I was sitting out on the balcony a few minutes after sunset, when I paused the summer.
The past few weeks have been very busy with cooking classes and a book to finish. I needed to find the strength for that final push in order to write the last chapters. To do that, I needed to put the summer on hold, to not let myself be carried away by that light summer feeling of careless abandonment, typical during the sunshine season. No more distractions, but only for a few days.
Thus, I gave into it for ten minutes, absorbing it all, taking strength from the summer in order to ignore it for a while. Summer is a woman who does not like to be put to one side, but we were able to come to an agreement. Pressing pause for a few days in exchange for a longer-term consideration, a season-long embrace. I listened to the cicadas on the acacia tree in front of the window, who, bit by bit, quietened, allowing the sounds from the crickets to come through, from the hedge lower down, and from the frogs at the bottom of the valley. The sky, previously lit up with the colours of the sunset, had faded, allowing the blue night-time sky to creep through. The wheat fields, sun-kissed throughout the day, are now bathed in the moon’s pallor. I was ready to push pause, but only for a few days.
I then made an octopus summer salad, with pine nuts and olives. I savoured it as it was the last, succulent peach before autumn arrives and dedicated some time to my book.
And now I am back.
When I first began cooking, I was afraid of two things: octopus and the pressure cooker. I imagined apocalyptic scenes where my pressure cooker suddenly turned itself into a weapon of mass destruction. The same thing happened with the octopus. I was afraid that it would remain tough and leathery, even after hours of cooking, or worse still, I imagined it burning, agonisingly stuck to the bottom of pan, which would need to be thrown away.
Chance would have it that all my fears would be calmed with an octopus salad, cooked in a pressure cooker. I discovered that the pressure cooker is not only easy and safe to use, but also a great ally for when time is tight in the kitchen, but you still want to eat well and healthily. Pulses, whole grains and steamed vegetables cook in half the time, retain their flavour and let me plan out the meals I prefer, those filled with colours and freshness.
Octopus, cooked in a pressure cooker, cooks in less than fifteen minutes and stays tender, ready to be cut and made into a salad, along with the classic steamed potatoes and a lot of garlic and parsley, or a more refreshing version with green olives and pine nuts.
Today begins a collaboration with Lagostina, who will be with us over the coming months, to explore various cooking methods for cooking the way I like, light and fun, using genuine recipes that taste of home and remind you of tables filled with friends and laughs. Today, as you might have understood, we are talking about the pressure cooker ‘la Preziosa®’ from Lagostina.
Octopus salad, with olives and pine nuts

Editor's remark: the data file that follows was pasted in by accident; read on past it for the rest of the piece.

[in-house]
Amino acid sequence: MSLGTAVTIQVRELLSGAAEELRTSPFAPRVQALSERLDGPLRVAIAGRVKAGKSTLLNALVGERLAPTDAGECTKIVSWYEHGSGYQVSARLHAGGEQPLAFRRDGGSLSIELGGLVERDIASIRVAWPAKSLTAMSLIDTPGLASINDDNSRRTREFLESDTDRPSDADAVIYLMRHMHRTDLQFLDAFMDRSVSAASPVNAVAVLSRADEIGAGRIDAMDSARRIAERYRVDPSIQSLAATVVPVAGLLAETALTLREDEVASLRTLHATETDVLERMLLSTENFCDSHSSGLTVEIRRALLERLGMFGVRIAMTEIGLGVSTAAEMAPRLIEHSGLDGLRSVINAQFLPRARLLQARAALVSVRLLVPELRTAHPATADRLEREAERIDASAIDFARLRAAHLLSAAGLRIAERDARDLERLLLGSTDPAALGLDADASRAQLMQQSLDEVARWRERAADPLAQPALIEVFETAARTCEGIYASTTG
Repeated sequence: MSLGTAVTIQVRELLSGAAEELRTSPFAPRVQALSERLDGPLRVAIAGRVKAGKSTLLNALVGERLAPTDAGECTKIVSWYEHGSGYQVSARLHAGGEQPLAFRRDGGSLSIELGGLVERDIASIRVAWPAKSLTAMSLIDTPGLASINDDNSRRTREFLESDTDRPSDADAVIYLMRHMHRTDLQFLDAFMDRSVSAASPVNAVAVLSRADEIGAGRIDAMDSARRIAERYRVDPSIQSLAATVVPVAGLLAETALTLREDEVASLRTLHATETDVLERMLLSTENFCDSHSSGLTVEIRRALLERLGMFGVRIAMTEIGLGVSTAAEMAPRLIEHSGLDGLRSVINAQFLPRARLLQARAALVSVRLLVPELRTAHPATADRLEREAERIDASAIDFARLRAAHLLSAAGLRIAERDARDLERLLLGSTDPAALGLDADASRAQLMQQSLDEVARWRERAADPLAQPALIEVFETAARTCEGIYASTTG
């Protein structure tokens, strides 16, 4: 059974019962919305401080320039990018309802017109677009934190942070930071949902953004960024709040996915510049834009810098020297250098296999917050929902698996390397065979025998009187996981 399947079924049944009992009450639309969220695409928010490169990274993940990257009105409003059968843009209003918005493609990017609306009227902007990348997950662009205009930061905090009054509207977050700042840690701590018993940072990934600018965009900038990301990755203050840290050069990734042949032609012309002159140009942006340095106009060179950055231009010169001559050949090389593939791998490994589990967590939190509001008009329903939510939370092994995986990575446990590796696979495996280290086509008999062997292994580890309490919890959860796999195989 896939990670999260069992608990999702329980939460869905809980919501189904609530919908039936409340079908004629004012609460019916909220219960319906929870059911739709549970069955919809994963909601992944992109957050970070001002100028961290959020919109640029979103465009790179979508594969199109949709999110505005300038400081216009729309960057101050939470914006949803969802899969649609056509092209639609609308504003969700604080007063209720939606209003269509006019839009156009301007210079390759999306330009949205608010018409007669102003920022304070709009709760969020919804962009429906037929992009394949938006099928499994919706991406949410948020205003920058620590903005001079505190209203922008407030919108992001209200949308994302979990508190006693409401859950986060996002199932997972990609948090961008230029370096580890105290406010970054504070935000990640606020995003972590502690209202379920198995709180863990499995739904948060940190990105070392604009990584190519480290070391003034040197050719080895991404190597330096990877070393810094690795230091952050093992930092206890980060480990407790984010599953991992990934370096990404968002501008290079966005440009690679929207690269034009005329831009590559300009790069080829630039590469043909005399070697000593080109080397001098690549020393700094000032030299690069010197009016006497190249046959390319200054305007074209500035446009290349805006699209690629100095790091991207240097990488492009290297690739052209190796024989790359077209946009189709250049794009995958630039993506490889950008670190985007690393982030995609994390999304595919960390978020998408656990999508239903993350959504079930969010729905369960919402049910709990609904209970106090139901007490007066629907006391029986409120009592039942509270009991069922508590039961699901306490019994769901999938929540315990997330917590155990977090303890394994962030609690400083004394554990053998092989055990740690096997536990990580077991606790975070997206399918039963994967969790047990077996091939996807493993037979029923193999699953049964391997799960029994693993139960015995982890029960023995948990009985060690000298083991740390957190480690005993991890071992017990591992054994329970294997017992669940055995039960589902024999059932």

Picture a silent kitchen, at twilight, holding the outside summer heat at bay. Add a wooden cutting board, an octopus the same colours as a summer sunset at the seaside, tangy and refreshing green olives and pine nuts, smelling of sunburnt maquis. All of this is joined together with a drizzle of olive oil, fruity and light, and within just under half an hour you’ll be able to prepare an octopus salad, for an early summer dinner, to be served as an appetiser or as a main dish.
- 1 kg of octopus defrosted and cleaned
- 2 spoons of de-stoned green olives
- 2 spoons of pine nuts
- Extra virgin olive oil
Dip the octopus three times, holding it by its head, in a pan of boiling water. This will curl the tentacles.
Place the octopus in the pressure cooker, cover with 250 ml of water before closing the pressure cooker, making sure that the safety valve is turned towards the wall and that the operating valve is closed and aligned with the handle.
Place the pressure cooker over a medium/high flame and wait until the steam coming out of the operating valve emits a light whistling noise, a persistent one. When this happens, reduce the heat to a minimum flame and count the cooking time from this point.
Cook the octopus for 12 minutes. Turn off the heat and open the operating valve. Wait until the pressure cook stops whistling and open it to check on the cooking of the octopus.
It will be tender, easy to pierce with a fork.
Leave the octopus in its water to cool down - this will make it more tender.
Once the octopus has cooled, cut it into rounds, leaving the curled tentacles intact. Place the octopus into a bowl along with the de-stoned green olives, cut into rounds, and the pine nuts, toasted for a few minutes in a pan.
Season with a drizzle of a light extra virgin olive oil and leave it all to soak and become flavourful in the fridge, for at least and hour, before bringing it back to room temperature and then serving.
How many octopus salad can you possibly make? There is virtually no limit to the imagination, to the ingredients to match the octopus, to the way to season it… These are some of the possible variants that I found and captured my attention. Which is your favorite?
- Two recipes by Ottolenghi, one especially appetizing with octopus, lentils and oregano.
- A Japanese take on octopus salad, by Just One Cookbook.
- A Mexican octopus salad, from Simply Recipes, known as ensalada de pulpo, with fresh tomatoes, cucumbers, cilantro, and chiles. It’s fabulous as a side or topped over tacos or tostadas.
- Last but not least, I could not resist this Greek Grilled Octopus.